Also, it started raining sometime this afternoon and it hasn't stopped since. That's the thing about rain in Taiwan versus rain in Texas.

Texas: When it rains, it pours. That's not simply a figure of speech. It literally pours whenever it rains in Texas and then next thing you know the evidence it gone except for some wet grass (and the aftermath of a flash-flood or two).

Taiwan: When it rains, it drizzles... OK, maybe it's a little more than a drizzle, but what I mean is that it pretty much rains softly all day.

While I miss being able to hear the rain (probably my favorite noise of all time), it's nice that it's not pouring down when I'm on the scooter driving to work.

Apparently it's supposed to rain through Saturday.

At least it will be gone in time to have a fun Sunday! I'm thinking I might go to the National Palace Museum. Suggestions?

Wednesday, October 21, 2009

What's the weather like in Fall?

It's gotten to the point where we keep the balcony windows open all of the time now. Yep, it feels that good outside.

Though it's pretty chilly at night. In fact, I'm officially calling it soup season!

I finally tried Taiwanese beef noodle soup (niou ro mien) and it was really good. The broth wasn't exactly what I was expecting (I think I was thinking more beef stew) but after a few bites, I decided I liked it. The noodles were the best.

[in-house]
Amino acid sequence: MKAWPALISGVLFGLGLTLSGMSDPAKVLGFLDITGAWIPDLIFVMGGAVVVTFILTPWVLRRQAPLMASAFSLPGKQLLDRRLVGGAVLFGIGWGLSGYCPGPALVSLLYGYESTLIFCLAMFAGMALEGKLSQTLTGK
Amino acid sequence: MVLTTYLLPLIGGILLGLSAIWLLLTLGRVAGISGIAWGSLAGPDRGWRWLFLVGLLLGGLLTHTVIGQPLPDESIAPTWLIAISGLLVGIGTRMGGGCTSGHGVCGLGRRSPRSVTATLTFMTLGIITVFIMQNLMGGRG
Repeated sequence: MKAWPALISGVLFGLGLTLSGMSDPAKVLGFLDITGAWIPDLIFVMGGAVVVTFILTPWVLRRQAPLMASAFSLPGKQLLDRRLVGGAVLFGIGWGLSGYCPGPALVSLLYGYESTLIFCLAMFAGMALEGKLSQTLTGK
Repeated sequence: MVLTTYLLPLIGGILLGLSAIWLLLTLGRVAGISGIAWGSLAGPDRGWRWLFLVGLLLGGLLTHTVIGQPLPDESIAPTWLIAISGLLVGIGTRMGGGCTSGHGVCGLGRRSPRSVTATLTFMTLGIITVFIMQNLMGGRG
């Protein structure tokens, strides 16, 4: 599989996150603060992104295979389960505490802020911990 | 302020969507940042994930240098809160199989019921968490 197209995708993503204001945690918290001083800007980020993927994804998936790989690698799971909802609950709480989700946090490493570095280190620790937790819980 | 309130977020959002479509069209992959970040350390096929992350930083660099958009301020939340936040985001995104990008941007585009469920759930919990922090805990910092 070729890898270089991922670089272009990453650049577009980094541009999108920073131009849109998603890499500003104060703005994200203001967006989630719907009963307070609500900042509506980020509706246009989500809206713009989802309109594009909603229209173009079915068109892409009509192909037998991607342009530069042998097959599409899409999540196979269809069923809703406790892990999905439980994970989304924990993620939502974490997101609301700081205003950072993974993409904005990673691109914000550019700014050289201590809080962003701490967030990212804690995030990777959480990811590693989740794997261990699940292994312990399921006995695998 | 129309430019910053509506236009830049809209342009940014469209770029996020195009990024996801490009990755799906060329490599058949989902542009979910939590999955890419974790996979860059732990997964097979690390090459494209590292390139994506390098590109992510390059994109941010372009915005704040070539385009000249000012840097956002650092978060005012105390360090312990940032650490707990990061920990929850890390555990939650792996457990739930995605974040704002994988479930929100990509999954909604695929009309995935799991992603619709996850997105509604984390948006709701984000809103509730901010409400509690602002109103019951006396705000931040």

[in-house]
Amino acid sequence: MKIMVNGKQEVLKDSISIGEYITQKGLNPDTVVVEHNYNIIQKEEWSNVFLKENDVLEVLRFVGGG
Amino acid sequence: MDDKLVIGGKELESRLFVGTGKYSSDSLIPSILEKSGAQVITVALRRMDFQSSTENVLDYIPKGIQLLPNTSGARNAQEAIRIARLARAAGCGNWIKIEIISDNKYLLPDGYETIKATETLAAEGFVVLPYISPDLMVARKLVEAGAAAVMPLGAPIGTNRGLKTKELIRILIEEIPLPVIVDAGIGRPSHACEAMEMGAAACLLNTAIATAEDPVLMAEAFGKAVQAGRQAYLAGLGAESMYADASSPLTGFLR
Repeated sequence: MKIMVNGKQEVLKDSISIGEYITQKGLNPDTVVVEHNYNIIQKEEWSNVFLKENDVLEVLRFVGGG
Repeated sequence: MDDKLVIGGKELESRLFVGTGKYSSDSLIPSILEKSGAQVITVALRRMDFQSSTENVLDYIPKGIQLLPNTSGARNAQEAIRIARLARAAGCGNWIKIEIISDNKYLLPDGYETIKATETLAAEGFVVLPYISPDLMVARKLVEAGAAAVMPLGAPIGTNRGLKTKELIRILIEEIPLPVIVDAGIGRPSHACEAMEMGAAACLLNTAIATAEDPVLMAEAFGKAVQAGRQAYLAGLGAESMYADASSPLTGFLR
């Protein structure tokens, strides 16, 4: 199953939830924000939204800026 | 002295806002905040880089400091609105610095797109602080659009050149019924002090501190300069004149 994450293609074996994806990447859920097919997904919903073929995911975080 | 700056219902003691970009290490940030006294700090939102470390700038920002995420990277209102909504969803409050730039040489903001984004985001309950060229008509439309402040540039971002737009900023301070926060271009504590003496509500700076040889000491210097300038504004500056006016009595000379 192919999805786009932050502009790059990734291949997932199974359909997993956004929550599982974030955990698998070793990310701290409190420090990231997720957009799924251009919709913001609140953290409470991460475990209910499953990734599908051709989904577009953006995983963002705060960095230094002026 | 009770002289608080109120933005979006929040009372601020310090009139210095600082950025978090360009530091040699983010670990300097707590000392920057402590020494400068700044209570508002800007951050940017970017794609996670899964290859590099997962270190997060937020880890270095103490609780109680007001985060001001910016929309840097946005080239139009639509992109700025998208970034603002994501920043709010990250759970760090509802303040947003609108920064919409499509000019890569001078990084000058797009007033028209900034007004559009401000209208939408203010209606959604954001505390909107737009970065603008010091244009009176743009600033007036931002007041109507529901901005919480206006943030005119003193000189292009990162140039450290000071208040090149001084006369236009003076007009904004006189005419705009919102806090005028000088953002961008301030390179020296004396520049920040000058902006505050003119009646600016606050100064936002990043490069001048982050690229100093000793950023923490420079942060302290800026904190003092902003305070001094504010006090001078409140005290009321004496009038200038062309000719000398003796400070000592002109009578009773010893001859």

And it was so filling. I got a little bowl and it was even too much for me to eat.

Then last night I got some guo tie (fried dumplings, or what many of us call "potstickers") and some hot and sour soup (which I have no idea what they call hear, I just pointed).

One of my co-teachers told me about this place by Dar-Nan school that has the potstickers and so I've been going there for a few week now. But she told me they also have great hot and sour soup there.

Since she told me, she has been asking me every week if I've tried it yet. So I decided that, since it's finally cool enough, I would try them finally. I never really liked hot and sour soup at home, but I find that I'm far less picky about food here and so I thought I would just go with it.

It tasted great, but I just couldn't bring myself to eat it.